10. The apparatus of claim 9, wherein the cleaning liquid is selected from the group consisting of deionized water, an HF solution and a SCI solution.
11. The apparatus of claim 9, further comprising:
a rotatable supporting unit supporting the wafer.
12. The apparatus of claim 9, wherein the cleaning medium provider includes a nozzle to direct the cleaning liquid to the top surface of the wafer.
13. The apparatus of claim 2, wherein the elongated portion of the probe has a cross-section that is substantially the same throughout the elongated portion.
14. The apparatus of claim 13, wherein the cross-section of the elongated portion of the probe is circular or oval shaped.
15. The apparatus of claim 13, wherein the probe further includes:
a connecting portion having a cross-section that is larger than the cross-section of the elongated portion, the connecting portion being connected to the vibrator, and
a middle portion having a cross-section which gradually increases in size from the elongated portion to the connecting portion.
16. The apparatus of claim 15, wherein the elongated portion of the probe traverses an entire portion of the energy concentration relieving member and the middle portion is positioned outside the energy concentration relieving member.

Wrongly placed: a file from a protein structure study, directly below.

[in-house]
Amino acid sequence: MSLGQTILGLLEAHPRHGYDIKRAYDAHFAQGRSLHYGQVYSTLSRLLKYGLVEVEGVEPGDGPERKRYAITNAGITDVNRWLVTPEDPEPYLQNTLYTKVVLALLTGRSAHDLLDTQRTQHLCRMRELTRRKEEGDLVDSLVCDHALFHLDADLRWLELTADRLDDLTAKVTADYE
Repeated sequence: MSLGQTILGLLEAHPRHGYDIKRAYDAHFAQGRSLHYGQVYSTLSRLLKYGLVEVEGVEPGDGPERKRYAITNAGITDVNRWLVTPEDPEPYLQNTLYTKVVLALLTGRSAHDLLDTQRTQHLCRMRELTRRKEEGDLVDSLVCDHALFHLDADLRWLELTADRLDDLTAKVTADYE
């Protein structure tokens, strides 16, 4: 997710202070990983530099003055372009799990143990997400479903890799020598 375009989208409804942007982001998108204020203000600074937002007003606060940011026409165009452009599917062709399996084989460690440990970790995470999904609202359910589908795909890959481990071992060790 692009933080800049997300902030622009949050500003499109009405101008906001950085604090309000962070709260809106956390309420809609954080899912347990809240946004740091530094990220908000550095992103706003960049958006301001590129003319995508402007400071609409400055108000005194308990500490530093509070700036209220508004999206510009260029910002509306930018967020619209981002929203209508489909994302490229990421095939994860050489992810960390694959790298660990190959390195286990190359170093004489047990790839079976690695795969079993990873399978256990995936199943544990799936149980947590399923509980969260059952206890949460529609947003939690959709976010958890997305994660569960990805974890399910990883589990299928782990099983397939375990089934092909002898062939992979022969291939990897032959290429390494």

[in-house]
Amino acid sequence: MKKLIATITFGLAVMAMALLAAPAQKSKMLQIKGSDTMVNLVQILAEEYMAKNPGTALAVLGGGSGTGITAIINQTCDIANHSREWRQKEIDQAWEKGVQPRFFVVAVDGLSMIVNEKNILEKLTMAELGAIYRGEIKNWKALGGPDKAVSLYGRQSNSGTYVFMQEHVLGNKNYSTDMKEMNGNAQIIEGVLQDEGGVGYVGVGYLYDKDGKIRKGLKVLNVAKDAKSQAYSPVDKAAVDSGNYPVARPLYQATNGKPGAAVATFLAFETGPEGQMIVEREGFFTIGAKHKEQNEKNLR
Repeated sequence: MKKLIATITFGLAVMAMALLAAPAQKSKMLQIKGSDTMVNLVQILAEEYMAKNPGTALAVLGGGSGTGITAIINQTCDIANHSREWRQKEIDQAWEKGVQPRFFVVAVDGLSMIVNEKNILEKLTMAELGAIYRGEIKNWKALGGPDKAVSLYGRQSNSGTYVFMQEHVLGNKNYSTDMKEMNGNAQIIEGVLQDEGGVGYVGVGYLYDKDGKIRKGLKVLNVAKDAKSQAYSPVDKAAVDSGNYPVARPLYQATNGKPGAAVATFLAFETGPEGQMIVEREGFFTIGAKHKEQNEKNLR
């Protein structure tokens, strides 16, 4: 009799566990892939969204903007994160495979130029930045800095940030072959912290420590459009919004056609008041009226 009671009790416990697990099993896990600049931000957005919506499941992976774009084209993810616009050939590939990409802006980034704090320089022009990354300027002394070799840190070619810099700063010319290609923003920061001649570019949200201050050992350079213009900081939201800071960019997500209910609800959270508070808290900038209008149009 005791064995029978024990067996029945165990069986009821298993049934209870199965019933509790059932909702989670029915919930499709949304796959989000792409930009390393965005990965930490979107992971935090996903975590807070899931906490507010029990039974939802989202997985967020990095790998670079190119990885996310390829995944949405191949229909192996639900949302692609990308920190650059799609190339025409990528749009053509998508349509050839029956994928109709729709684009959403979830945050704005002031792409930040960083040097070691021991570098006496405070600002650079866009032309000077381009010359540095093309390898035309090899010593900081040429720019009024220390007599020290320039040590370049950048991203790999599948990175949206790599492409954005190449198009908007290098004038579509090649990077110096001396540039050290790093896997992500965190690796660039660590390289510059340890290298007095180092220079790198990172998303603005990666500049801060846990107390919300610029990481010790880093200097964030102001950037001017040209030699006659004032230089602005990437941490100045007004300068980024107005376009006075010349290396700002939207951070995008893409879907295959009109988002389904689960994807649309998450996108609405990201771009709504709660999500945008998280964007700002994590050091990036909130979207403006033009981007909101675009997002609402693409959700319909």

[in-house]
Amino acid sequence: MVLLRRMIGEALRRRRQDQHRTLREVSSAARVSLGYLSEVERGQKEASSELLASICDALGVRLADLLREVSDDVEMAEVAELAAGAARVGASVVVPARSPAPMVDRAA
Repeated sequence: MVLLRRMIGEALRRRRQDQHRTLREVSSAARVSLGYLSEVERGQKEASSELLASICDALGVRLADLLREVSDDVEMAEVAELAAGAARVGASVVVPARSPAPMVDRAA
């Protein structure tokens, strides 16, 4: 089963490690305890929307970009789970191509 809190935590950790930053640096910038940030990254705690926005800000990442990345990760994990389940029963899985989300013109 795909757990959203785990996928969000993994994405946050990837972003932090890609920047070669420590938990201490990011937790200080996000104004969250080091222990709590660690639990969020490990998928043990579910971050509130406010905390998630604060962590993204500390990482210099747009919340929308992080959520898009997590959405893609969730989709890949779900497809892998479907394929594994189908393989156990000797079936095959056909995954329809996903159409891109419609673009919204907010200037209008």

17. A method of cleaning a semiconductor wafer comprising:
creating a false edge for the wafer;
placing a probe over the wafer such that at least a portion of the probe traverses the wafer; and
vibrating the probe to dislodge unwanted debris from the wafer.
18. The method of claim 17, wherein the false edge is created by positioning an energy relieving member adjacent to the wafer.
19. The method of claim 17, wherein a top surface of the energy concentration relieving member is positioned at substantially the same height as a top surface of the wafer.
20. The method of claim 17, further comprising:
applying a liquid medium to the wafer prior to the placing step, the liquid medium extending across the wafer and at least a portion of the energy relieving member.
21. The method of claim 20, further comprising:
rotating the wafer.
22. The method of claim 20, wherein the vibrating step vibrates the probe with ultrasonic waves having a range of 800-950 kHz.
Description
CROSS REFERENCE TO RELATED APPLICATIONS

[0001] This U.S. nonprovisional application claims priority under 35 U.S.C. §119 to Korean Patent Application No. 2002-20470 filed Apr. 15, 2002, the contents of which are incorporated by reference in its entirety.

BACKGROUND OF THE INVENTION

[0002] 1. Field of the Invention

[0003] The present invention relates to an apparatus and method for cleaning a wafer used in the manufacture of a semiconductor device.

[0004] 2. Description of the Related Art